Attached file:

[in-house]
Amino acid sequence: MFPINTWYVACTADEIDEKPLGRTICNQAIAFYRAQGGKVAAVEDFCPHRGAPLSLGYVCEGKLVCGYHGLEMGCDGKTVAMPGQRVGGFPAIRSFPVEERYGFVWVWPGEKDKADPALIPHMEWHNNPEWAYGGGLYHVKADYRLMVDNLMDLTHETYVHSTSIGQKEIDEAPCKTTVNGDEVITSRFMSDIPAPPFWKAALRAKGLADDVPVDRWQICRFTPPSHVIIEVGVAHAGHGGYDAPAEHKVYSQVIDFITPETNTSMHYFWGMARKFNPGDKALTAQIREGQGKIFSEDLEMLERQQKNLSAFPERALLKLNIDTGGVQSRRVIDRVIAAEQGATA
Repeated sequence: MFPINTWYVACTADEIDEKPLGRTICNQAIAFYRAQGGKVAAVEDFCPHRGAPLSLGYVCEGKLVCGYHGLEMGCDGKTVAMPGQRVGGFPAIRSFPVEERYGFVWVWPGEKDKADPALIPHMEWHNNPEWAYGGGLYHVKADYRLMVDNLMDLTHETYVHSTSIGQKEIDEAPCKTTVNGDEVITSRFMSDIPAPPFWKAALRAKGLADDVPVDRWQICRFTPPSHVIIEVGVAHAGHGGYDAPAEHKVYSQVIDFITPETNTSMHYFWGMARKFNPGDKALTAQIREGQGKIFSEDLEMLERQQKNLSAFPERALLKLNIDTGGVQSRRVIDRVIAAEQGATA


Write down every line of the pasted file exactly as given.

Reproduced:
[in-house]
Amino acid sequence: MFPINTWYVACTADEIDEKPLGRTICNQAIAFYRAQGGKVAAVEDFCPHRGAPLSLGYVCEGKLVCGYHGLEMGCDGKTVAMPGQRVGGFPAIRSFPVEERYGFVWVWPGEKDKADPALIPHMEWHNNPEWAYGGGLYHVKADYRLMVDNLMDLTHETYVHSTSIGQKEIDEAPCKTTVNGDEVITSRFMSDIPAPPFWKAALRAKGLADDVPVDRWQICRFTPPSHVIIEVGVAHAGHGGYDAPAEHKVYSQVIDFITPETNTSMHYFWGMARKFNPGDKALTAQIREGQGKIFSEDLEMLERQQKNLSAFPERALLKLNIDTGGVQSRRVIDRVIAAEQGATA
Repeated sequence: MFPINTWYVACTADEIDEKPLGRTICNQAIAFYRAQGGKVAAVEDFCPHRGAPLSLGYVCEGKLVCGYHGLEMGCDGKTVAMPGQRVGGFPAIRSFPVEERYGFVWVWPGEKDKADPALIPHMEWHNNPEWAYGGGLYHVKADYRLMVDNLMDLTHETYVHSTSIGQKEIDEAPCKTTVNGDEVITSRFMSDIPAPPFWKAALRAKGLADDVPVDRWQICRFTPPSHVIIEVGVAHAGHGGYDAPAEHKVYSQVIDFITPETNTSMHYFWGMARKFNPGDKALTAQIREGQGKIFSEDLEMLERQQKNLSAFPERALLKLNIDTGGVQSRRVIDRVIAAEQGATA